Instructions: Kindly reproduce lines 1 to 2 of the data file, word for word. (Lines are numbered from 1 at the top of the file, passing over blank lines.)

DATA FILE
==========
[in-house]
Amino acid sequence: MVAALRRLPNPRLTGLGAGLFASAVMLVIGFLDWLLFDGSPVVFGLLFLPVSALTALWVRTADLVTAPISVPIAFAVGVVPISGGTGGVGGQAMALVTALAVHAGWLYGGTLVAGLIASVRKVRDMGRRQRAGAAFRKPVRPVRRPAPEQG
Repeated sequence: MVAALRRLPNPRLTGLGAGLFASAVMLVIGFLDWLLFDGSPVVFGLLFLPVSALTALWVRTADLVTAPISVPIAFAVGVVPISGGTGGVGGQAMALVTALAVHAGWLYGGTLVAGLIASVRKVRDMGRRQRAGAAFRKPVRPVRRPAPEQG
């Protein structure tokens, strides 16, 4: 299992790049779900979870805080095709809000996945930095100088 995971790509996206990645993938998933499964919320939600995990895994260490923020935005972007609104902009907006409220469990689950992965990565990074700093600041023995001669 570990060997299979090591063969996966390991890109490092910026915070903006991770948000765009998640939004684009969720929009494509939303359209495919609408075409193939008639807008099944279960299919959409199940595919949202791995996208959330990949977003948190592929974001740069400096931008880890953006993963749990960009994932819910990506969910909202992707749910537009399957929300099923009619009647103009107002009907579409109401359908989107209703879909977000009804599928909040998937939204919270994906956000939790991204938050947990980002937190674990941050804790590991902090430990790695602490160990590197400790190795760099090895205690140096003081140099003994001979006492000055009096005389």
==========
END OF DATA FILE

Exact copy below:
[in-house]
Amino acid sequence: MVAALRRLPNPRLTGLGAGLFASAVMLVIGFLDWLLFDGSPVVFGLLFLPVSALTALWVRTADLVTAPISVPIAFAVGVVPISGGTGGVGGQAMALVTALAVHAGWLYGGTLVAGLIASVRKVRDMGRRQRAGAAFRKPVRPVRRPAPEQG